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Ways to Motivate Your Team to Increase Job Satisfaction

Nov. 3, 2017
When you communicate your vision, express thanks, listen to concerns, and tell employees often that they are valuable to the organization, they will respond positively. Part 1 of a Series.

1. Pay More Money

Most business owners and managers are money motivated.  Money motivated people believe everyone is similarly money motivated.  Some are.  For those, spiffs, incentives, bonuses, and commissions are great motivators.

For many people, however, money is necessary, but not necessarily motivational or satisfying.  They respond to other factors. 

2. Share the Vision

You have (or should have) a vision for your business.  You might want to serve people exceptionally well and make their lives better through your efforts.  Maybe you want to become the dominant player in your market.  Or, you could seek to create a boutique company that’s like family for your customers.  Whatever your vision is, write it down, refine it, and share it. 

People spend a lot of time at work.  They want to know what big picture.  They want a vision they can buy into, make their own, and be proud of. 

3. Communicate

A lot of dissatisfaction in the workplace is related to communication breakdowns.  Managers often believes everyone knows what is going on, the reasons for certain actions, and so on.  They might have even told everyone, but not enough.  It is almost impossible for business owners and managers to over communicate with their team, but easy to communicate too little.

4. Show Each Person How His or Her Work Matters

A small boy happened upon a row of men laying bricks.  The boy asked the first man what he was doing.  The man replied grumpily that he was performing manual labor in the hot sun.  It was a miserable job, consisting of backbreaking work that left him exhausted every day.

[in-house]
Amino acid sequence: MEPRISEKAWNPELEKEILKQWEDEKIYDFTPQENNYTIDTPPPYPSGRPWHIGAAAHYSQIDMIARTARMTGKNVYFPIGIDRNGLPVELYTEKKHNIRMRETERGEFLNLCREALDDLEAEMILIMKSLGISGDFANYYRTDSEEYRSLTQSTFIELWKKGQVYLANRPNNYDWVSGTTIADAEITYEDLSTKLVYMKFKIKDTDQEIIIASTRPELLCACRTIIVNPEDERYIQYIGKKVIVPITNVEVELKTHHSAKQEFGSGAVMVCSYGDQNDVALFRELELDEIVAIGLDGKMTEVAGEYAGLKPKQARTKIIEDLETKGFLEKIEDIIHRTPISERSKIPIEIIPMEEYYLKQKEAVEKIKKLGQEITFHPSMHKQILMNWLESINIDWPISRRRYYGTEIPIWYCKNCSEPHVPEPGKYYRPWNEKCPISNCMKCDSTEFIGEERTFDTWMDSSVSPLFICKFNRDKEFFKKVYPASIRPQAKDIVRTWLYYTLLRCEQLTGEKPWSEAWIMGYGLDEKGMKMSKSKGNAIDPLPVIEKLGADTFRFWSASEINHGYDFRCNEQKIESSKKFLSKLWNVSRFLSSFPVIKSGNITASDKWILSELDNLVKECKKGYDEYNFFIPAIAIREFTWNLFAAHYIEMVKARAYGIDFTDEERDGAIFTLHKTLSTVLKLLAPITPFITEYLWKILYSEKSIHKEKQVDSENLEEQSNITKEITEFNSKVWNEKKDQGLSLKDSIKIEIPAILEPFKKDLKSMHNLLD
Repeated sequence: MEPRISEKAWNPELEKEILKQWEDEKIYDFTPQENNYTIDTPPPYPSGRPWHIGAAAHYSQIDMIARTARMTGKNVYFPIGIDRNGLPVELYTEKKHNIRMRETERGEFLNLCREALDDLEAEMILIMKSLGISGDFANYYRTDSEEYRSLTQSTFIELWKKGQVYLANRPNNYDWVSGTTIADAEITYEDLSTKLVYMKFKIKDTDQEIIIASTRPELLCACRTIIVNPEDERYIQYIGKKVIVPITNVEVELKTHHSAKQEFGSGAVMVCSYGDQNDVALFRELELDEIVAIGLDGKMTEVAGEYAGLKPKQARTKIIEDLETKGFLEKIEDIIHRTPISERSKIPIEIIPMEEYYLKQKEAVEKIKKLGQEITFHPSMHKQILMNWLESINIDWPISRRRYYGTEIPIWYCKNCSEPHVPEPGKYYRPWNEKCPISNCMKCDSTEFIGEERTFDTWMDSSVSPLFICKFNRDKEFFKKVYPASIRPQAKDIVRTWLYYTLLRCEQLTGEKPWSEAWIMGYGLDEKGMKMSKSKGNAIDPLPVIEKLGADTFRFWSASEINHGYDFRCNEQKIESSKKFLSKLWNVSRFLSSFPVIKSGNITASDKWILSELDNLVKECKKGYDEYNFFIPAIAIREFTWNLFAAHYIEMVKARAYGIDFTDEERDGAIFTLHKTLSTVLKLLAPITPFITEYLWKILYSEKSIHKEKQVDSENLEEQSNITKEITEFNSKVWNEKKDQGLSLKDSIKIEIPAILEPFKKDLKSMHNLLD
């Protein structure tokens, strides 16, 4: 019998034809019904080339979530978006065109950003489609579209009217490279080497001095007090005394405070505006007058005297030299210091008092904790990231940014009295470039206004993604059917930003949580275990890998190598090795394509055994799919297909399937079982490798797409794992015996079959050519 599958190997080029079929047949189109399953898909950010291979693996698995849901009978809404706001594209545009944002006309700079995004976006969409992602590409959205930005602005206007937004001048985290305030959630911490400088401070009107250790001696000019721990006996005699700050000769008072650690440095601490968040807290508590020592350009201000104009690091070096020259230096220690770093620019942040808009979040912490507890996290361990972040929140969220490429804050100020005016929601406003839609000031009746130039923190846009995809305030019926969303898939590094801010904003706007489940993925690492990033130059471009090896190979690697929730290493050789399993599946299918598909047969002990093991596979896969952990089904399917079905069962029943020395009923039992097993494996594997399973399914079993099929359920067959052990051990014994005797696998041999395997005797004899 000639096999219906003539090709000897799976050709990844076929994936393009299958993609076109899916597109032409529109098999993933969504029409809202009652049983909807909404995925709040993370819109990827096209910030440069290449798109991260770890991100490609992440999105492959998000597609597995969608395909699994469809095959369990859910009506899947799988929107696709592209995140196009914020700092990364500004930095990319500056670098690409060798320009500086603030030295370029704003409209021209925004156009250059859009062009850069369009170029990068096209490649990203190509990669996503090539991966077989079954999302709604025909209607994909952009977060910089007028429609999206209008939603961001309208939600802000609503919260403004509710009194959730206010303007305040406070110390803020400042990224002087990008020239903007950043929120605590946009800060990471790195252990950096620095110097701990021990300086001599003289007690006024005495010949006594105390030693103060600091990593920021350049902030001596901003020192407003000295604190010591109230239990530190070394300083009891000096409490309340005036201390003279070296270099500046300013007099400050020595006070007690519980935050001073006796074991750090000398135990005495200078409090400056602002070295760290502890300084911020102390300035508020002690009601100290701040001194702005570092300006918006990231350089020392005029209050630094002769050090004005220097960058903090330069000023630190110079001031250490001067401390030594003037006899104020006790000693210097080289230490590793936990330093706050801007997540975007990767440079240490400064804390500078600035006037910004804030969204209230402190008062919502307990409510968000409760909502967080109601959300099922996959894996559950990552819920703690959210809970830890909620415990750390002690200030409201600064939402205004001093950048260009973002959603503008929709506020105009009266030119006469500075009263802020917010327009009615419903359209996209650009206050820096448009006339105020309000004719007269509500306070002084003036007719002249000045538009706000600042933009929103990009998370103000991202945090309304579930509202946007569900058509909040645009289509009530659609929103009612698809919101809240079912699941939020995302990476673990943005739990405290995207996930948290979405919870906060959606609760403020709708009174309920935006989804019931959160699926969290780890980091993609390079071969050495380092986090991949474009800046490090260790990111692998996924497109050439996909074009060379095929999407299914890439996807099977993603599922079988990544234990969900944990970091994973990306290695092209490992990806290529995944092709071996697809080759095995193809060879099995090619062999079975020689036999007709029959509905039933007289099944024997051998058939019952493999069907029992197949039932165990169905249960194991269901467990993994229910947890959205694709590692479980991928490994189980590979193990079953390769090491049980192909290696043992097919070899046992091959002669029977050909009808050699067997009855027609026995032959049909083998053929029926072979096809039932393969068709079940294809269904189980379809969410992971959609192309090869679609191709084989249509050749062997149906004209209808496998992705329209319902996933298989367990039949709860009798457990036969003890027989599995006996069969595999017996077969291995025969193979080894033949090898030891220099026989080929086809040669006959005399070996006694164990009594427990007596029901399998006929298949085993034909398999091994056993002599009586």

The boy walked down to the next bricklayer and asked him what he was going.  The man explained evenly that he was building a wall.  It was difficult work, but the pay was fair and it was satisfying to watch the progress as the wall was completed.

The boy went to the next man and repeated his question.  The man’s eyes shone as he looked up and smiled broadly, exclaiming, “Can’t you see?  I’m building a cathedral!”

It’s an old story, but it illustrates the importance of each person understanding how his role fits into the big picture.  Make sure everyone in your company understands the importance of their role.  A parts runner should understand how important it is that he quickly gets the right parts to field service people.  A call-taker should understand how important each phone call is and how the call-taker makes the first human impression and sets the tone for everything that follows.

5. Listen

It is important for people to be heard and understood.  This means it is important for managers to stop and actively listen.  You may have a million balls in the air.  This issue may not be important to you.  It may not be something you can even solve.  It is important to the person bringing to you, so stop and take the time to listen. 

Make sure you are approachable by anyone and everyone.  This requires more than simply being approachable.  It requires telling each person your door is always open.

6. Do Something Unexpected

We all fall into routines.  The routines get staid.  People get bored.  Every so often, it’s good to do the unexpected (as long as it’s positive).  Bring breakfast tacos one morning.  After a tough few weeks, surprise everyone with movie gift cards.  Buy a radio controlled car, robot, or quadcopter and run it through the building one afternoon.

7. Give People Time Off

Many people value time off more than extra money.  These are not only millennials.  They are time stressed people who rarely get time to themselves.  A free afternoon or free day can be cherished. 

8.  Allow Flexible Schedules

 Businesses have hours to keep and working around schedules can be challenging.  Yet, offering people flexible hours outside of the standard hours can be the difference between a job that delights and one that’s endured. 

Flexible schedules can also result in higher caliber personnel, such as the mother who left the workforce to have children and wants to return to work when the kids start school.  She may still want to be at home in the afternoon when they leave school.  Working around this requirement can result in attracting extremely talented people.

About the Author

Matt Michel | Chief Executive Officer

Matt Michel was a co-founder and CEO of the Service Roundtable ( The Service Roundtable is an organization founded to help contractors improve their sales, marketing, operations, and profitability. The Service Nation Alliance is a part of this overall organization. Matt was inducted into the Contracting Business HVAC Hall of Fame in 2015. He is now an author and rancher.